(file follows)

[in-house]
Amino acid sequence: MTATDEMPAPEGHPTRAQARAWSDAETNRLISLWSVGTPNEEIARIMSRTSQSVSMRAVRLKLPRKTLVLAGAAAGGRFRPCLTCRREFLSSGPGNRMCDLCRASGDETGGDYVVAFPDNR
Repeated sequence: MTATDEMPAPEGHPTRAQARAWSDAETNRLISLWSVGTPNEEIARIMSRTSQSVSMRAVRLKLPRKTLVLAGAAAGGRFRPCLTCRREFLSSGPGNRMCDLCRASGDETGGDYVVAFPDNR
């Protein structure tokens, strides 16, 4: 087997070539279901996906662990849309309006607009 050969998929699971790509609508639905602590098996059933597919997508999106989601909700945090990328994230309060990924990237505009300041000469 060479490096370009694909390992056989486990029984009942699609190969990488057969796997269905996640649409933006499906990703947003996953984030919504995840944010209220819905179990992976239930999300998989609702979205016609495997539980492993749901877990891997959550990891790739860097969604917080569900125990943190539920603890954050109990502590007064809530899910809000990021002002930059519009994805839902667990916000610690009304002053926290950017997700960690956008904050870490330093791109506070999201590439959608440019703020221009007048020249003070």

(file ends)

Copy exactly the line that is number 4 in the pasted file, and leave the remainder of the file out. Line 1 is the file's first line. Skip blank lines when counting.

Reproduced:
């Protein structure tokens, strides 16, 4: 087997070539279901996906662990849309309006607009 050969998929699971790509609508639905602590098996059933597919997508999106989601909700945090990328994230309060990924990237505009300041000469 060479490096370009694909390992056989486990029984009942699609190969990488057969796997269905996640649409933006499906990703947003996953984030919504995840944010209220819905179990992976239930999300998989609702979205016609495997539980492993749901877990891997959550990891790739860097969604917080569900125990943190539920603890954050109990502590007064809530899910809000990021002002930059519009994805839902667990916000610690009304002053926290950017997700960690956008904050870490330093791109506070999201590439959608440019703020221009007048020249003070």